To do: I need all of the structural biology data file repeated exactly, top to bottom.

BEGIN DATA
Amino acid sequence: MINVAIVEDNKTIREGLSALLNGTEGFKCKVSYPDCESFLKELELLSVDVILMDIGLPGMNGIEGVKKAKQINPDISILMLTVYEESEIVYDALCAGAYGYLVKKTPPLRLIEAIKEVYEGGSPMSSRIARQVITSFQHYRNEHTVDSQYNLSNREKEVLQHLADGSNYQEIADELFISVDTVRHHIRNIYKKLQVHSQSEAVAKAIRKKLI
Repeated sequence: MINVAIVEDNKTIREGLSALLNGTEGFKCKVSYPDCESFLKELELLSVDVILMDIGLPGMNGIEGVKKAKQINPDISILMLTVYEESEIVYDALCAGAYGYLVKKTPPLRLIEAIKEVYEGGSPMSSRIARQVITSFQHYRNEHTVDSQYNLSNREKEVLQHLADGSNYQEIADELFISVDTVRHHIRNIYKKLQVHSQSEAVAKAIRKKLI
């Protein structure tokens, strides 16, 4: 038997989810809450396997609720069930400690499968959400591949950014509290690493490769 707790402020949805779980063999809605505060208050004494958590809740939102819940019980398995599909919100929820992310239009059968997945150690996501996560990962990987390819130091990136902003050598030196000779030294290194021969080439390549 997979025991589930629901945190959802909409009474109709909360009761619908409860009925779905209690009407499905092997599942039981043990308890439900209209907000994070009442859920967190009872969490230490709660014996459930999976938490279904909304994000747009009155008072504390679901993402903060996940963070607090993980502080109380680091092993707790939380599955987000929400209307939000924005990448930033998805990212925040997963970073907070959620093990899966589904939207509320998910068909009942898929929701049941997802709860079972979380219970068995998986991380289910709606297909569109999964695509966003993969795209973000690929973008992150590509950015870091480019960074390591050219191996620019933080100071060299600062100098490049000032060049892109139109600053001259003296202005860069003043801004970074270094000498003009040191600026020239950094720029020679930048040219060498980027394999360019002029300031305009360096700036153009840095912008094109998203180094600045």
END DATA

Amino acid sequence: MINVAIVEDNKTIREGLSALLNGTEGFKCKVSYPDCESFLKELELLSVDVILMDIGLPGMNGIEGVKKAKQINPDISILMLTVYEESEIVYDALCAGAYGYLVKKTPPLRLIEAIKEVYEGGSPMSSRIARQVITSFQHYRNEHTVDSQYNLSNREKEVLQHLADGSNYQEIADELFISVDTVRHHIRNIYKKLQVHSQSEAVAKAIRKKLI
Repeated sequence: MINVAIVEDNKTIREGLSALLNGTEGFKCKVSYPDCESFLKELELLSVDVILMDIGLPGMNGIEGVKKAKQINPDISILMLTVYEESEIVYDALCAGAYGYLVKKTPPLRLIEAIKEVYEGGSPMSSRIARQVITSFQHYRNEHTVDSQYNLSNREKEVLQHLADGSNYQEIADELFISVDTVRHHIRNIYKKLQVHSQSEAVAKAIRKKLI
């Protein structure tokens, strides 16, 4: 038997989810809450396997609720069930400690499968959400591949950014509290690493490769 707790402020949805779980063999809605505060208050004494958590809740939102819940019980398995599909919100929820992310239009059968997945150690996501996560990962990987390819130091990136902003050598030196000779030294290194021969080439390549 997979025991589930629901945190959802909409009474109709909360009761619908409860009925779905209690009407499905092997599942039981043990308890439900209209907000994070009442859920967190009872969490230490709660014996459930999976938490279904909304994000747009009155008072504390679901993402903060996940963070607090993980502080109380680091092993707790939380599955987000929400209307939000924005990448930033998805990212925040997963970073907070959620093990899966589904939207509320998910068909009942898929929701049941997802709860079972979380219970068995998986991380289910709606297909569109999964695509966003993969795209973000690929973008992150590509950015870091480019960074390591050219191996620019933080100071060299600062100098490049000032060049892109139109600053001259003296202005860069003043801004970074270094000498003009040191600026020239950094720029020679930048040219060498980027394999360019002029300031305009360096700036153009840095912008094109998203180094600045």